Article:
The hunter cocked his head to one side. “I do not understand. Martin spoke also of this killing, but I do not understand.”
Pierson supressed a laugh. “Yeah, right,” he said under his breath.
Smith glared at him, then answered the Tolloc’s questions. “Akain, killing is what happens when you take down a snoweater in the winter with one of your bone knives.” He gestured to the fur that Akain wore. “You killed the animal that wore that skin, and it did not heal or move again.”
Akain’s brows knit in confusion. “You say, then, that the Daleks wish to do that to Nala.”
Vorna nodded. “Yes,” she said, relieved. Finally, the man understood.
“The Daleks will kill her.” A smile broke across his face. “And then she will return! But if the Daleks think she is like a snoweater, they will not expect it. She will escape.” Odd reasoning, but it bolstered a suspicion Vorna had long held that the Tolloc believed in transmigration of soul.
Akain stared curiously at Vorna. “What?” she asked.
“I wonder,” he said, “how it can be that you look like Tolloc but do not understand the endless circle. Nothing ends, nothing begins. It is not with us as it is with the snoweaters, who live but briefly. We are always.” He frowned, a curious expression on a Tolloc. He was concentrating hard. “Is it not so with you? Do you also die and not return?”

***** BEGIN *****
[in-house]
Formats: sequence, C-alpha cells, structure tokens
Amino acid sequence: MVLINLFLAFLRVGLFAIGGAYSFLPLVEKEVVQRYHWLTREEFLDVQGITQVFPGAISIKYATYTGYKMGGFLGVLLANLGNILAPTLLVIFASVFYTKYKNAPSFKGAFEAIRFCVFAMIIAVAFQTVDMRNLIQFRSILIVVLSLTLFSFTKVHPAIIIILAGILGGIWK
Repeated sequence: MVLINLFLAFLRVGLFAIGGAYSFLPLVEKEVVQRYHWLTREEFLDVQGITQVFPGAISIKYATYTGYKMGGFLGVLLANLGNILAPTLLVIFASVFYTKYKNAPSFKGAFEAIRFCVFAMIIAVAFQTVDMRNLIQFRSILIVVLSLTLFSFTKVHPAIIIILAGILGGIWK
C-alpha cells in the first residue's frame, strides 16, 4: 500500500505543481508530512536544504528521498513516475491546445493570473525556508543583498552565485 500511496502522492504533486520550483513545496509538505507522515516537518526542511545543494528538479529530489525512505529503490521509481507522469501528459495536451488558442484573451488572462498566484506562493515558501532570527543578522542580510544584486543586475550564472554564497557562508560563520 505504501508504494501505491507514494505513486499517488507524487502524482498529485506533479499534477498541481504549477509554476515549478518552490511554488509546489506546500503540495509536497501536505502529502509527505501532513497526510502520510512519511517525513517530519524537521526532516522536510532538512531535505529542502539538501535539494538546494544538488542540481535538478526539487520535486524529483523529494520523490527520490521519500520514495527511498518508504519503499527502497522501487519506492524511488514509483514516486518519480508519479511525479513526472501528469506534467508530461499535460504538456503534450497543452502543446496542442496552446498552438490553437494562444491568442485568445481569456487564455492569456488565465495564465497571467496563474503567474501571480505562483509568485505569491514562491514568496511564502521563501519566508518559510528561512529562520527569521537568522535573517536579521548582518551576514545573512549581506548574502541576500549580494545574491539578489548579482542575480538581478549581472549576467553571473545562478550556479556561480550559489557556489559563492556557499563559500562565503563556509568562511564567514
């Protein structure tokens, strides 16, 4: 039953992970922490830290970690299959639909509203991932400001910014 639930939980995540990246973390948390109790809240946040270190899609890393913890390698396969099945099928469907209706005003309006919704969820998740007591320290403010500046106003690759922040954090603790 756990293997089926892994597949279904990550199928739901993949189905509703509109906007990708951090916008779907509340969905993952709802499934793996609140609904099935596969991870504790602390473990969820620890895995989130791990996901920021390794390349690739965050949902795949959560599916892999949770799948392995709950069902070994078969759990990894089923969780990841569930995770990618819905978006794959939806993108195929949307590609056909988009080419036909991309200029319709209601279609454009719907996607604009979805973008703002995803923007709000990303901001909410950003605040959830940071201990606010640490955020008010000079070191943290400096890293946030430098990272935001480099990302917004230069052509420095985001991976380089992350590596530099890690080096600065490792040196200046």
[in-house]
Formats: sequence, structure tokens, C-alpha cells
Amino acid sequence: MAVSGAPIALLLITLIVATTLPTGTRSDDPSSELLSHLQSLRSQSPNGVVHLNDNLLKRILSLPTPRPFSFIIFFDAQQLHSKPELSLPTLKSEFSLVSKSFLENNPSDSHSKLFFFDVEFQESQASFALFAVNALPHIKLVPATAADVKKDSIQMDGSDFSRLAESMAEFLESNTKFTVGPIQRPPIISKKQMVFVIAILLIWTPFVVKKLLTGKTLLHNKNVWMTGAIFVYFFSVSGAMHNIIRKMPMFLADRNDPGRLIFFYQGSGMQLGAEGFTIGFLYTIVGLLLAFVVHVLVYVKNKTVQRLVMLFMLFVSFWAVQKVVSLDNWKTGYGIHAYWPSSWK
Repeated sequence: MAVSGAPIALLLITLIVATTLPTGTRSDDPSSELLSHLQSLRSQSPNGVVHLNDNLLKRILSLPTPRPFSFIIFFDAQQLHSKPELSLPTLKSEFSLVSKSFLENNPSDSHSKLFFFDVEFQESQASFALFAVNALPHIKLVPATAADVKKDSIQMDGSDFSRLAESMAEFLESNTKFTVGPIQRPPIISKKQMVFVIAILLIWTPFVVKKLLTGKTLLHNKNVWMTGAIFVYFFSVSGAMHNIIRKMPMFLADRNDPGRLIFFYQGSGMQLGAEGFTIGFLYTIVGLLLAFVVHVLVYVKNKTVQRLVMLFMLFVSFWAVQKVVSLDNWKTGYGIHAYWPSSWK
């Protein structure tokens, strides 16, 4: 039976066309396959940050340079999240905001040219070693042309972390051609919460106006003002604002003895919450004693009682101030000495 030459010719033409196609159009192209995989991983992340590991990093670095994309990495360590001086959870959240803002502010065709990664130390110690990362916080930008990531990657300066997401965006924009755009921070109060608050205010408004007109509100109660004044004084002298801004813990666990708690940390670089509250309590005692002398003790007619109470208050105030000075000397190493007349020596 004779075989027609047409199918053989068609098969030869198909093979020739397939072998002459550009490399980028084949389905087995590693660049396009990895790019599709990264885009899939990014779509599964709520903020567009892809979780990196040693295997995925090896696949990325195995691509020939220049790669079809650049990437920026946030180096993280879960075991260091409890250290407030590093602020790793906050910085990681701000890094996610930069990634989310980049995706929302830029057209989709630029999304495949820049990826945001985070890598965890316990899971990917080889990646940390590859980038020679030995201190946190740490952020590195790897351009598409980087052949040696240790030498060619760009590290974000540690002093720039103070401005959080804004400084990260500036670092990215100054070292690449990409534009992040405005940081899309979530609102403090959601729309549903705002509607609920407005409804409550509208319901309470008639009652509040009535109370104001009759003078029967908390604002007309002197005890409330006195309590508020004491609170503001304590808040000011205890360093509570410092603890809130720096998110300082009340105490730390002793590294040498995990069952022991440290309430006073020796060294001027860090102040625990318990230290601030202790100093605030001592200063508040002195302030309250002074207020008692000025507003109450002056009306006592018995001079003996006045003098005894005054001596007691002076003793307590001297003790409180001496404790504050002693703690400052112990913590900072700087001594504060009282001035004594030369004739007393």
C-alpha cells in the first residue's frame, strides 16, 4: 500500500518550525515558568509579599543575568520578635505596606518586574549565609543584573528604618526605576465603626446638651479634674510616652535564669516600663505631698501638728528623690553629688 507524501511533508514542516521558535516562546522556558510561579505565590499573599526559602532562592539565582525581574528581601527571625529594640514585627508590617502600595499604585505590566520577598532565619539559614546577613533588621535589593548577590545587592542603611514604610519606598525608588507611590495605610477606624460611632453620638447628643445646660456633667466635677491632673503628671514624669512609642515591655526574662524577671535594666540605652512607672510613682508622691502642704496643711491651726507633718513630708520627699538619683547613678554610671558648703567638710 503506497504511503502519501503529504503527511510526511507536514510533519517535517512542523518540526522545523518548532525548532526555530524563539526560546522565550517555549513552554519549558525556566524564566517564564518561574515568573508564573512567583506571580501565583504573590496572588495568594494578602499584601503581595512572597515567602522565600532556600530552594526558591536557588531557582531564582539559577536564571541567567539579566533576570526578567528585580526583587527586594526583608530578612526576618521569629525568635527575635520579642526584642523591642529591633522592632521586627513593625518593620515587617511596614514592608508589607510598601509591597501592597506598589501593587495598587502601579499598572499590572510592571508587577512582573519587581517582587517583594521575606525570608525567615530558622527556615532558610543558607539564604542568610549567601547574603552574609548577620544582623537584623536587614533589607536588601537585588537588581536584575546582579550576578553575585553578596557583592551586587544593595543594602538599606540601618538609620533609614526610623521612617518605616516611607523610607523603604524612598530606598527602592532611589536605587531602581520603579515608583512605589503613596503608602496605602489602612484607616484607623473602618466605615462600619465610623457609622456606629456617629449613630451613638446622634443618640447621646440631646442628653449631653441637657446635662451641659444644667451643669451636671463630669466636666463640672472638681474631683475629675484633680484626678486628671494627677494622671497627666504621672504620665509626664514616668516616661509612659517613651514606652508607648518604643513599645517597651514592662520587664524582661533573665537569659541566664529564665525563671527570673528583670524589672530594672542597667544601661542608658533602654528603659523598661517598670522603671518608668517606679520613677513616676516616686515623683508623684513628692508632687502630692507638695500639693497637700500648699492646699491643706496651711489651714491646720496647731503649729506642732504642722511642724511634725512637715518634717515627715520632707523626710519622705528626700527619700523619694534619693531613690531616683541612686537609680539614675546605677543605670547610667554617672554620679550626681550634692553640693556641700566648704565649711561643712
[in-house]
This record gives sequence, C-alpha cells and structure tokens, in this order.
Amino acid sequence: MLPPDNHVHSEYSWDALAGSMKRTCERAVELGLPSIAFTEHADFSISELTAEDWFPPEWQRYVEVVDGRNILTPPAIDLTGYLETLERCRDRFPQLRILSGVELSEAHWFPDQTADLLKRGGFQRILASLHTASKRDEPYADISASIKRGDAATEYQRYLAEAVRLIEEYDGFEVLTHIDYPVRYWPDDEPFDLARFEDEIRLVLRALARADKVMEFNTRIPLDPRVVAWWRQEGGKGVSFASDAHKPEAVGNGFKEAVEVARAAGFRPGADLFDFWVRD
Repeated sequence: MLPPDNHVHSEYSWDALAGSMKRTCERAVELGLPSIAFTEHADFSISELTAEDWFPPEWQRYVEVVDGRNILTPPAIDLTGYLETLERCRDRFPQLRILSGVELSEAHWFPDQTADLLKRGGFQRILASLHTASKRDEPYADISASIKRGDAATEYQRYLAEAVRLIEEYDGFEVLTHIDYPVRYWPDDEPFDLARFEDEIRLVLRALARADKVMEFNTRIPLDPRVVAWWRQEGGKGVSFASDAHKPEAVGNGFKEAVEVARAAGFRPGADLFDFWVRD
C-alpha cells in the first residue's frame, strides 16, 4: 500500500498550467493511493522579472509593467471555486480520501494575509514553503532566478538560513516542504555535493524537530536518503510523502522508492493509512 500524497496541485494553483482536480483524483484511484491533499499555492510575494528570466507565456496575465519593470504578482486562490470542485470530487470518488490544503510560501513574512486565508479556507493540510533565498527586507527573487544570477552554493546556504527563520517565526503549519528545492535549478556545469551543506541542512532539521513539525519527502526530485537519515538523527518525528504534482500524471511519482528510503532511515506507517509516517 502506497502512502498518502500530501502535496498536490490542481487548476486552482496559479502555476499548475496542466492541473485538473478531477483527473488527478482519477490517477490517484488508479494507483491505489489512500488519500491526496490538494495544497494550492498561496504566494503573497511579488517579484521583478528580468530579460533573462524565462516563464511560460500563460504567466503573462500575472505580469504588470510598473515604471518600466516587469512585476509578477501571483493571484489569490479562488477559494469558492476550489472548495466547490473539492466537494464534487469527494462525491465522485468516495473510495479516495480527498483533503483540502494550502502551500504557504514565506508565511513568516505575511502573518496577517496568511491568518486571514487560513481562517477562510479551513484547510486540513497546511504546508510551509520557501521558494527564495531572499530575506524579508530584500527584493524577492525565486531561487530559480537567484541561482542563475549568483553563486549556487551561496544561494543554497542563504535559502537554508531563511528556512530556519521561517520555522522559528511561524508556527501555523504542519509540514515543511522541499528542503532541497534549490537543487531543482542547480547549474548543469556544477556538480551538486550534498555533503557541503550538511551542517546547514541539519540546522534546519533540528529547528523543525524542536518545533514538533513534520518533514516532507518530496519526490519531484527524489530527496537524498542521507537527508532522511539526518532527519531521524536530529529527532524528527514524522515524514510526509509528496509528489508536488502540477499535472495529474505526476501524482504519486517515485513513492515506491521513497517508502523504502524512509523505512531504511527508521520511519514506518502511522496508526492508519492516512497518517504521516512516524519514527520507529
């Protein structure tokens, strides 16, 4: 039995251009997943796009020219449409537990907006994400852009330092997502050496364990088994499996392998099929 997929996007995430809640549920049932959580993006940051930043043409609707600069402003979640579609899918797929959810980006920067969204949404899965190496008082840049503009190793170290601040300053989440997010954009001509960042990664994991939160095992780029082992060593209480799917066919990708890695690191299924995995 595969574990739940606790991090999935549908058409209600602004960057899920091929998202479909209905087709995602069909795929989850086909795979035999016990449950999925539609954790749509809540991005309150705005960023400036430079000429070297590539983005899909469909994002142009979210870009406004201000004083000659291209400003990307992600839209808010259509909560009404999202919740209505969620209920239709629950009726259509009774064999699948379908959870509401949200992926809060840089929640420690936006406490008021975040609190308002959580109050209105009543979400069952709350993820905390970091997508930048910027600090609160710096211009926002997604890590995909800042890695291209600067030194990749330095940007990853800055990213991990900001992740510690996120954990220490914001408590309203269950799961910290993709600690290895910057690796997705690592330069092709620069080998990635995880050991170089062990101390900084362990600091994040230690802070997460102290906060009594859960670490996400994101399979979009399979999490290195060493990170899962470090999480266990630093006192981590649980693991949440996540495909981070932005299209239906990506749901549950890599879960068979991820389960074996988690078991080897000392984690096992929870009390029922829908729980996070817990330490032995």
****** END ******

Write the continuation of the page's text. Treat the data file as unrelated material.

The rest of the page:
“They do not return,” said Pierson. “They are not like us.”
Vorna’s eyes widened as a pit opened in her stomach. “Us? What do you mean to say?”
Pierson had a strange, unreadable look on his face. “They’re not native to this planet, or at least I don’t think so. They’re human, and they are Immortal.”
Vorna snorted derisively. “Oh, and how would you know?”
“Because I’m like them,” he replied, rather more sharply than Vorna thought was neccesary under the circumstances. “I am also Immortal. We don’t die from something as simple a gunshot wound, at least not permanently.”
Vorna stared at him, incredulous. “You must think I’m an idiot to believe that nonsense.”
“It’s not nonsense,” said a cold, implacable and terribly familiar voice. Vorna turned. Leader Kallan had also joined the conversation. “Pierson’s telling the truth.” Kallan advanced on the group and continued speaking. “I’m Immortal myself. I was born in 3328 in Ganymede City, in the very solar system where the human race itself was born. I was raised by an attache to the ambassador to Draconia. I’ve been alive ever since, living among mortal humans and humanoids who haven’t an inkling of what I am.” He closed in on Vorna. “In 3450, I was on the colony world Tarnac when it was struck by a Dalek taskforce.” He was only a foot away from Vorna now, deeply entrenched in her personal space, but she found herself unable to back away, rooted to the ground by the intensity of his gaze. “I was the only survivor. I’ve waited nearly a thousand years for the chance to strike back, and I’m not going to let it pass by now.”